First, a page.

The religion of the Vedas is neither naturalism nor anthropomorphism, neither polytheism nor monotheism, but is a unique mysticism, a synthesis of all the prevalent religious cults known to the ancient Aryans. After they entered the fertile Punjab valley and established their permanent home in Northern India, one of their first concerns was to collect and codify their holy tradition, the Vedas, which were at that period scattered over different parts of Aryavarta, preserved by the various families. The disdain of the Aryans for alien cultures and religious cults directly contributed to the purity in which the Vedas were held, no outside influence marring their pristine beauty, and hardly any foreign divinities finding a place in their early pantheon.

The Vedic pantheon is a complicated one, deserving separate treatment. For the time being the following general picture must suffice. The rishis divided the universe into three spheres or lokas, namely, Dyurloka or the celestial world, over which Savitri, the solar deity, presided; Antarikshaloka or the intermediate sphere, supervised by Indra; and Bhurloka or the terrestrial world, under the reign of Agni (Fire). However, when esotericism was ousted by exotericism, symbolism by ritualism, idealism by sacerdotalism, this early spiritual concept soon dwindled into a polytheistic sacrificial creed. The three spheres of the vertical universe of the original Vedic sages was believed to be the abode of thirty-three gods: the eight Vasus, the eleven Rudras, the twelve Adityas, Dyaus (Zeus) and Prithivi (earth). Later 3,339 gods and goddesses were assigned to these spheres, and finally their number was increased by some authorities to 330,000,000! Commentators like Sayana (14th century) and others who deeply reflected on this subject, believed that these gods were the personifications of the innumerable virtues and qualities of the eternal divine principle.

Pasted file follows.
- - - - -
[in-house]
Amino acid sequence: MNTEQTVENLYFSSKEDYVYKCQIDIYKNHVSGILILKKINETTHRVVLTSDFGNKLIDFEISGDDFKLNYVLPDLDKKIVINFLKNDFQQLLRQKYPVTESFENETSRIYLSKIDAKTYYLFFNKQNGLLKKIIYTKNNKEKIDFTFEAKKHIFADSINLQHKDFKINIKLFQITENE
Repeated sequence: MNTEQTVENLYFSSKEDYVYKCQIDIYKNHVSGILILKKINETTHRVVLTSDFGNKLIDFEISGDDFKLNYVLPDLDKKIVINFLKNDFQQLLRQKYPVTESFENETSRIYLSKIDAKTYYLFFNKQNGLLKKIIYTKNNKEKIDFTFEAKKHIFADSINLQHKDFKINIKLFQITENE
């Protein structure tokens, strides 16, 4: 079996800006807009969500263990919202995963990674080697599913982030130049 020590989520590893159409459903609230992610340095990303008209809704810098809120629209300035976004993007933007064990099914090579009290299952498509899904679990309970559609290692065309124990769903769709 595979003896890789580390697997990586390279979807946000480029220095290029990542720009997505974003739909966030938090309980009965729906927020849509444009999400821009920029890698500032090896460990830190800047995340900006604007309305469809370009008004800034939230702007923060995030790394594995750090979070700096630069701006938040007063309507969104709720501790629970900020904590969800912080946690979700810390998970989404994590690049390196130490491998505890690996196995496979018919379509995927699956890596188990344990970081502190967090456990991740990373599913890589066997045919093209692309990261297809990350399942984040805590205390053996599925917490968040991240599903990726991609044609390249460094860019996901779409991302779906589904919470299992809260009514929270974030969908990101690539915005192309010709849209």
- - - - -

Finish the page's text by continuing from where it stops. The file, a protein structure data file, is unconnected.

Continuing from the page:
When at last the cultural life of the Aryans became completely dominated by the priesthood, the emergence of a ritualized form of religion was inevitable. The Brahmin priests made every effort to persuade the masses that the only way to salvation was through sacrifice. So the triumphant and haughty Aryans, ever coveting more cattle, gold and sons, began to employ professional hymnologists, specialists in phonetics and other branches of literary arts, to address long chants to the gods and goddesses that they might shower upon them prosperity and longevity. Animal sacrifice, introduced during the Epic period, received more and more emphasis. In due course it would stir feelings of opposition which ultimately would result in a definite schism in the ceremonial Vedic religion, and in the birth of the tradition of nonviolence, but for centuries it held its central place in the Brahminical worship. A second, new Veda, called Yajurveda, delineating the execution of sacrifices and various other rituals, was soon formulated; in it we find, partly in prose and partly in verse, hymns addressed to the sacred utensils and other objects used. A third Veda, the Samaveda, comprising the specific lyrical incantations which were to be uttered at particular occasions, was also added, with most of its hymns taken from the early Rig-Veda.

The extremely complicated ceremonial system compelled the priests to acquire perfect mastery of their tradition, for the exclusiveness of their class, in which lay the safeguard of their power, demanded rigid rules of behavior and stringent methods of learning. Only warriors, Brahmins and merchants were entitled to study, or even hear, the Vedas, and thus were considered to be "twice-born," while all other classes were called sudras. The establishment of the hereditary right to perform sacrifices gradually paved the way for the caste-system. Ruling princes and great landlords paid for the education of Brahmin youths who dedicated themselves to the priesthood. These young men had to undergo arduous training, primarily intended to bring about inner and outer purification. Truthfulness, forbearance, purity and uprightness were ideally some of the cardinal moral virtues which an orthodox Brahmin had to cultivate. Hypocrisy and dishonesty were regarded as unpardonable sins. Their deep conviction that they represented the divinities in this world and thus had to endeavor to live a life of godliness, kept the spiritual culture of the officiating Brahmins strong through many centuries.

(From Sunrise magazine, October 1972. Copyright © 1972 by Theosophical University Press)